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Clobetasol

Drug Class: Commonly Known As: Category:
Topical Corticosteroid CLOBEX® Adult

Clobetasol - What is it for

Clobetasol shampoo is a topical corticosteroid solution for applying on the scalp. Corticosteroids help to treat conditions involving inflammation (signs include warmth, redness, swelling and pain).

Clobetasol is used to reduce the redness and itchiness related to scalp problems such as dermatoses (skin injury) and psoriasis, a condition where patients develop red, dry itchy patches of skin.

This medication is generally used in patients who are 18 years of age and older.

Clobetasol - Side Effects, Precautions, and Contraindications

What side effects can Clobetasol cause?

  • Skin irritation, itching, stinging, dry skin
  • Skin changes such as pimples, stretch marks, slow healing or hair growth at the treated area
  • Skin thinning or change of colour of the skin if used for a long period of time

The symptoms of a drug allergy include one or more of the following:

  • Swollen face/eyes/lips/tongue
  • Difficulty in breathing
  • Itchy skin rashes over your whole body

If you experience any of these symptoms, you should stop your medication and see your healthcare professional immediately.

Before taking Clobetasol, what precautions must I follow?

  • ​Do not use this shampoo on your mouth, nose, eyes, groin or armpits.
  • Do not apply to wounds or damaged skin.
  • Use this medication only for the condition prescribed. Do not apply large amounts of this medication or use it more often than instructed. Your condition will not improve any faster, and the risk of side effects may increase.
  • Do not use more than 50 grams (about three tablespoons or 50 mL) of this shampoo per week.
  • Do not use this shampoo for more than 28 days.

Inform your healthcare professional if you:

  • Are allergic to this medication or any of the other ingredients of this medication
  • Are pregnant, planning to become pregnant, or breastfeeding
  • Are applying any other creams or medications on the affected area
  • Have any skin infections
  • Experience irritation of the treated skin that does not go away
  • Have affected areas that do not seem to be improving after four weeks

What food or medicine must I avoid when I take Clobetasol?

Clobetasol - Dosage and How to Use

How should Clobetasol be used?

  • ​Apply this shampoo on the affected areas of the scalp once a day.
  • Do not wet your hair before using this shampoo. Move the hair away from the affected area on the scalp, apply a small amount of the shampoo and gently rub it into the affected area directly. Repeat for the other affected areas on your scalp.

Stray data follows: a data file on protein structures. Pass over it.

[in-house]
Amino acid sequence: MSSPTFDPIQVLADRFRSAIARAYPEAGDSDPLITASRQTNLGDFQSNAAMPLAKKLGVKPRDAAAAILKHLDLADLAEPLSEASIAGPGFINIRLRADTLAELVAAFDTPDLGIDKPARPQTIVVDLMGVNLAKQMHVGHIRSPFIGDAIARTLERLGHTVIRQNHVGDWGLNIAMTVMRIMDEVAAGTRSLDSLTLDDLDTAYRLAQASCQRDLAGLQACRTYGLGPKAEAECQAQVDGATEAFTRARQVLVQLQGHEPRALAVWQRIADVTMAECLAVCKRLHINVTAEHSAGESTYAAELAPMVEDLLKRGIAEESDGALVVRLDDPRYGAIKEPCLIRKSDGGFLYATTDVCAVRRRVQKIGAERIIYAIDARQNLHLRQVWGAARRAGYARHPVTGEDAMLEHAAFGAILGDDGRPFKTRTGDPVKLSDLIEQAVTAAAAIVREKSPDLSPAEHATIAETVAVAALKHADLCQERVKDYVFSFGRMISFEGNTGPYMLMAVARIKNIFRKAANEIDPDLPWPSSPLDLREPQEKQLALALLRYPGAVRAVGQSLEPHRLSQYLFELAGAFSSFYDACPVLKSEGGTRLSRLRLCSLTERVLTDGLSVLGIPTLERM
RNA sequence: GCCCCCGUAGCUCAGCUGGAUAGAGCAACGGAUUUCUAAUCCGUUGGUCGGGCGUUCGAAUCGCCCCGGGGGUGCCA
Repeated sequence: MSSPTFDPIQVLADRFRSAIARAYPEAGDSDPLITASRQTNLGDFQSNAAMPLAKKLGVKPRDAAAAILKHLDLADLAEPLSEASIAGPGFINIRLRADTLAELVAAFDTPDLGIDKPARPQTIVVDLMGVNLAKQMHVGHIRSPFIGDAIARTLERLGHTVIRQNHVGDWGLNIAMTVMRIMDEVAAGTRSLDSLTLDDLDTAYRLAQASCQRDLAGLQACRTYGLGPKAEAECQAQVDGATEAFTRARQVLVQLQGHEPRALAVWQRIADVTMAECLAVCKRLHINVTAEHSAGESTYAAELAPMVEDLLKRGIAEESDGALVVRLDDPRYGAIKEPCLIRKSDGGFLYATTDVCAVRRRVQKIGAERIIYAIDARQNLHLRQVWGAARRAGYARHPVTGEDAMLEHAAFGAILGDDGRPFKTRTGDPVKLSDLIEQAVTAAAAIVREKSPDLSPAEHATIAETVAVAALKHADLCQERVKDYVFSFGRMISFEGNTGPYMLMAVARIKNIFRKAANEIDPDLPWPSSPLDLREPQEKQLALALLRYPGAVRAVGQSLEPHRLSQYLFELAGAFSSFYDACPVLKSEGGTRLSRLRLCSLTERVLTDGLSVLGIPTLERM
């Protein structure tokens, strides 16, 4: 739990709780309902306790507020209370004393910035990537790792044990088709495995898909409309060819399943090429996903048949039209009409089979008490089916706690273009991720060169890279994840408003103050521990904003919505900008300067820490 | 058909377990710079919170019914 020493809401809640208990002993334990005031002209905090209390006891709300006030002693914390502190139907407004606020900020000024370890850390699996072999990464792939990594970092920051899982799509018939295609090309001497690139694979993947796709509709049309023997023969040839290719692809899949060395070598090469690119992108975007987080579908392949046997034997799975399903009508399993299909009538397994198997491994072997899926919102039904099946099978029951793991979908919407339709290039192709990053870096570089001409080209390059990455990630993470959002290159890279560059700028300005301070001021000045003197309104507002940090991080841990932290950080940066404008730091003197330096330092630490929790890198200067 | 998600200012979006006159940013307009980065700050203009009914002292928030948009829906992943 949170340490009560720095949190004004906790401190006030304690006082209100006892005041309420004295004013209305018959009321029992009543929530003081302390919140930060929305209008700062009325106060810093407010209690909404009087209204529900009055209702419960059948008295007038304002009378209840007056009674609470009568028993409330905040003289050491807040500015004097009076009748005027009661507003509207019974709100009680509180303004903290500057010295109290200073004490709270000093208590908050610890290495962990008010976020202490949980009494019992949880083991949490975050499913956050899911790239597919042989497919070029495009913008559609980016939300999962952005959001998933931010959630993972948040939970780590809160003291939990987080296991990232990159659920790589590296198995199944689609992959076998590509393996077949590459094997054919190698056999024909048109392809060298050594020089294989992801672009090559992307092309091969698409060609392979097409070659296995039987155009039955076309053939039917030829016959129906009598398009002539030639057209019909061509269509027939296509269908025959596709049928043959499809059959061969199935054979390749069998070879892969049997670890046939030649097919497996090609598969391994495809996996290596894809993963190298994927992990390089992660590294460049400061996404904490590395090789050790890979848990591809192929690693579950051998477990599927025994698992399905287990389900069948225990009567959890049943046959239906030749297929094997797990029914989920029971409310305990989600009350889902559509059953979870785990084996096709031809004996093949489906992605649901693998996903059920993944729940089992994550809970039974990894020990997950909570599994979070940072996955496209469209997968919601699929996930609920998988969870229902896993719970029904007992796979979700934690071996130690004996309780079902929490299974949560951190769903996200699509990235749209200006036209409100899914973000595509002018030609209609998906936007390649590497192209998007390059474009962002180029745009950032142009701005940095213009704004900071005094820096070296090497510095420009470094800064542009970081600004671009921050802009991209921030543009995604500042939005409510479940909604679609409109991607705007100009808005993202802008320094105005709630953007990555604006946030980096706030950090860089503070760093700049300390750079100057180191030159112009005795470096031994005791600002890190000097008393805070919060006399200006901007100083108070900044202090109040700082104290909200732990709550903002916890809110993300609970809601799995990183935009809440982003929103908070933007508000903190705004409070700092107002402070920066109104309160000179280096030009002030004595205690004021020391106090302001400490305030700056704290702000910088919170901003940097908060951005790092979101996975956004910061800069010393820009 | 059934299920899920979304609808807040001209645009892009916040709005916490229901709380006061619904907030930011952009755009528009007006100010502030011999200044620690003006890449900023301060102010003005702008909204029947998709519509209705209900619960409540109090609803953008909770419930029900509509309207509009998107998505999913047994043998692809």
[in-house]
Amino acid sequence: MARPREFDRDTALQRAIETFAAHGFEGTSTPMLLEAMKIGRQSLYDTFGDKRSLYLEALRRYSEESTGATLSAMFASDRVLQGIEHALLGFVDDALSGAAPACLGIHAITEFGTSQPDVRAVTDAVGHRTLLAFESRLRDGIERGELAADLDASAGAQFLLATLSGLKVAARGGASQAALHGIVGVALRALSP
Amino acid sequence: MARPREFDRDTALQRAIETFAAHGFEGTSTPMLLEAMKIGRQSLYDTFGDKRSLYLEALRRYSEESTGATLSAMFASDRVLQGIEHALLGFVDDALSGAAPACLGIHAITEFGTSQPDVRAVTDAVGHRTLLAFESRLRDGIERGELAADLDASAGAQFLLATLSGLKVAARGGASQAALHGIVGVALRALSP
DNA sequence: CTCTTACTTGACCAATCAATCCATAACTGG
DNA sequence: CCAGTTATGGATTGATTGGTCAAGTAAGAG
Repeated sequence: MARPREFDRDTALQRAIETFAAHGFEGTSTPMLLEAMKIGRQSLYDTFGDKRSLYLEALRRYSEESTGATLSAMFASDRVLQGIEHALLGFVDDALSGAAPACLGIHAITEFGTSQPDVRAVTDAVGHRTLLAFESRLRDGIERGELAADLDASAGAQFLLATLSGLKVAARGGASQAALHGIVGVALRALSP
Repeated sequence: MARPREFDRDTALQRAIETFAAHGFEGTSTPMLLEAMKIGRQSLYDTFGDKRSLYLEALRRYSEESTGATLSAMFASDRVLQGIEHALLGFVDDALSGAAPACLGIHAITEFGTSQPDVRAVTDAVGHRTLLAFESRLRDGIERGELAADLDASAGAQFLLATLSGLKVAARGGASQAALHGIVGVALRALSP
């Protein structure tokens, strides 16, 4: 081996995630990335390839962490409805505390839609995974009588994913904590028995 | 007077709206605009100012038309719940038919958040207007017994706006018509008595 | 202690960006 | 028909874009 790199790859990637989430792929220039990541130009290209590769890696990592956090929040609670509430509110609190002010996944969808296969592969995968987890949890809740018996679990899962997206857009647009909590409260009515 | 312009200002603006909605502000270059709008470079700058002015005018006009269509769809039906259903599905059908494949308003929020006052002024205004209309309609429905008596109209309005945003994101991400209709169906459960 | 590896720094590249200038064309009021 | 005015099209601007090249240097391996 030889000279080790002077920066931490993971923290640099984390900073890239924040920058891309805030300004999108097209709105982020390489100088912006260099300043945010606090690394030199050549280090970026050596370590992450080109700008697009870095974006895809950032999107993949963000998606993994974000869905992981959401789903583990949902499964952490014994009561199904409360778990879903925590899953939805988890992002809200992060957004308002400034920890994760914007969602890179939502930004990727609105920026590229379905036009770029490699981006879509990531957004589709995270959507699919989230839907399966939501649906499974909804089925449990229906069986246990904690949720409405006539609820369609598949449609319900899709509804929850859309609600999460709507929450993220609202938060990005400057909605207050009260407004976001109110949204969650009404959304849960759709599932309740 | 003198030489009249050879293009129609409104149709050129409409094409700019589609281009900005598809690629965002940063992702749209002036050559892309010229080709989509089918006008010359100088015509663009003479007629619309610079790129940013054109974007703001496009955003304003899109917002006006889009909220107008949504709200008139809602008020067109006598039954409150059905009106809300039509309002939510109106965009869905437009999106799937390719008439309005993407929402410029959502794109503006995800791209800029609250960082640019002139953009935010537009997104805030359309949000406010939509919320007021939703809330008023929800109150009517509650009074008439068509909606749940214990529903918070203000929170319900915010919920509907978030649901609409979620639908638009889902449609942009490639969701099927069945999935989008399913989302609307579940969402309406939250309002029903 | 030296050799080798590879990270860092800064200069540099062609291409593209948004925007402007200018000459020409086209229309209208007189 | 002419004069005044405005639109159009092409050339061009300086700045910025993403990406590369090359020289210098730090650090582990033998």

• Do not cover your head with a shower cap or bathing cap while the shampoo is on your scalp, unless instructed by your doctor.
  • Leave the shampoo on your scalp for 15 minutes, then wet your hair with water and wash. Rinse well.
  • You do not have to use other shampoos. However, you can choose to use a non-medicated shampoo on your hair after using this shampoo if you want to.
  • Wash your hands after applying this shampoo. Wash any other part of your body that may have come into contact with this shampoo, such as your neck and shoulders.

What should I do if I miss a dose?

  • If you miss a dose or forget to apply your medication, apply it as soon as you can.
  • However, if it is almost time for your next dose, wait until then to apply the medication and skip the missed dose.
  • Do not double your dose or use extra medication to make up for a missed dose. If you have missed many doses, please contact your doctor or pharmacist to check what you should do.

What should I do if I overdose?

Clobetasol - Handling

How should I handle Clobetasol safely?

Clobetasol - Storage

How should I store Clobetasol?

Keep away from children;#Keep in a cool, dry place, away from direct sunlight;#

How should I dispose of Clobetasol safely?

​Pack this medication into a black trash bag and seal it tightly before throwing into the rubbish chute or bin.

Clobetasol - Additional Information

  • Updated on Saturday, November 30, 2019
  • Article contributed by PSS National Medication Information Workgroup PSS National Medication Information Workgroup

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